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  1. Synthetic shellacs are available. Zinsser makes a variety of products that use synthetic shellac, including a clear one for use over wood. I have used the "white synthetic shellac" product and it is a fabulous primer and sealer, although pricey. You might try experimenting with their clear version in your 1704 formula.
  2. When observing spectral plots, one must be very careful to understand how the energy was put into the violin. For example, impact hammers can input a continuous spectrum of energy into the violin, but the energy drops off rapidly with increasing frequency. In other words, that high frequency roll off you are observing in the response spectrum may be due, in no small part, due to the lack of strong excitation at higher frequencies from the hammer impact. Studies of small hammers, like those used in pianos, show total impact time in the tenths of a millisecond range. So peak energy input might occur +/- the 1kHz range. The energy versus frequency input will drop off like the square of the frequency. I know some makers have setups that input energy into the bridge using a transducer, so they can control the energy versus frequency being forced into the violin across the entire spectrum of interest. If you are looking at spectrum response plots that were not generated using a similar method, your ability to make valid, quantitative comparisons will be challenged.
  3. The bow driven string forces all these modes to vibrate at the string's frequency. How strongly they vibrate at the string's frequency depends on how close the natural frequency of the mode is to the frequency at which the string is being forced to vibrate, and on the internal damping of the wood.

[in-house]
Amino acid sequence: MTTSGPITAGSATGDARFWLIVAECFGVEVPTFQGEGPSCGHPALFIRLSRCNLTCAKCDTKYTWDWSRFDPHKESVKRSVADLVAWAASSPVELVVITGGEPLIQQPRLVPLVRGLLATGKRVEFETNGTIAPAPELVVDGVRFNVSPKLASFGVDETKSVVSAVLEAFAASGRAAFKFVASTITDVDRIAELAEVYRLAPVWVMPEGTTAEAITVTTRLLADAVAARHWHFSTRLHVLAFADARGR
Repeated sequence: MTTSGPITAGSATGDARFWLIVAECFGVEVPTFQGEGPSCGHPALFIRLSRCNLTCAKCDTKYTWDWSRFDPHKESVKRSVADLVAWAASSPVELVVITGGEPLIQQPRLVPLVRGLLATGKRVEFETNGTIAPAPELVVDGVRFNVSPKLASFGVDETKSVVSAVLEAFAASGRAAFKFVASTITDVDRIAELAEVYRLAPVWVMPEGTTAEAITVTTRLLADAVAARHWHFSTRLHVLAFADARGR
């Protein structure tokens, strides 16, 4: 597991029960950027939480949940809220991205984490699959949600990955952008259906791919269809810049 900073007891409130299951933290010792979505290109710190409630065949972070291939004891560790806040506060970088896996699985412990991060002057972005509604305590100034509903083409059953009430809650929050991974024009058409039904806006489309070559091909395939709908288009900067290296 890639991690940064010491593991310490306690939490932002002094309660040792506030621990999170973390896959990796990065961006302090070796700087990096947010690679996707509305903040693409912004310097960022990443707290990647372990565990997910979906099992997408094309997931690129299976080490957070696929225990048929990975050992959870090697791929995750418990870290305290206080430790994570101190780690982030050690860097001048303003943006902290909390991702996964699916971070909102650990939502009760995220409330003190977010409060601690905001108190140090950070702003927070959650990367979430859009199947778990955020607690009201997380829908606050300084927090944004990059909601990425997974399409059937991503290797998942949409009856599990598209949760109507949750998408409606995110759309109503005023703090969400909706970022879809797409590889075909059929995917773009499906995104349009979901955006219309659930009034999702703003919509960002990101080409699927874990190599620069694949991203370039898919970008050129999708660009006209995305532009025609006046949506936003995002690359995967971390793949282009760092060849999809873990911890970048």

4. Freedom of Speech includes the freedom not to listen to speech. That is what the ignore button is for. I didn't ban anyone. I just lowered my personal volume control on people who didn't know when to stop exercising their free speech. But to get back on topic, although one cannot hear a pure sine wave tone with frequency in the upper hertz (the 15khz whistle of some old computer crt screens used to drive me to insanity, but now I am lucky if I can hear anything over 8khz), these upper frequencies can dramatically affect the shape of the sound pressure waves over short time intervals. These rapid changes the ear can detect even when detection of high frequency pure tones has degraded. There is, currently, no way of quantitatively measuring a "good" tone versus a "bad" tone. Which means there is no systematic and scientifically valid way to determine how much 4khz+ roll off is enough, or too much.
  5. Loudness, which is highly subjective and is affected by other factors other than pure air pressure, roughly doubles ever 10db. Air pressure, which is an objective measurement, doubles every 6db. Intensity (sometimes called power), also an objective measurement, doubles every 3db. So if Curtin was talking about actual sound power, then a difference of 2.5db is significant. If by power he meant perceived loudness, then it is not so much a difference. A similar problem is encountered when considering the Fritz test. Was she measuring loudness, air pressure or sound intensity? If sound intensity, then that is a useful distinction. From Martin's excellent story about the violin test, it is not clear the difference in projection is purely a difference in loudness. There seems to be something more to it.
  6. Lime (calcium hydroxide) is highly caustic, both out of the package and after combining with water. So there is a handling issue. You should probably avoid such a reactive material as a ground, since it is likely to cause ongoing changes to the wood and the varnish. A popular mineral ground is slaked Plaster of Paris, also known as gypsum and calcium sulfate. There is a handling issue when in its initial dry state, but after thoroughly slaking it (adding excess water), it is very stable and non-caustic. It is a good wood sealer and filler and leaves a whitish haze on the wood surface after it dries. But after applying an initial layer of typical oil or spirit varnishes, it becomes completely transparent. This is because its refractive index is very close to the refractive index of typical varnishes. The white haze is caused by light dispersion of many tiny, transparent gypsum crystals.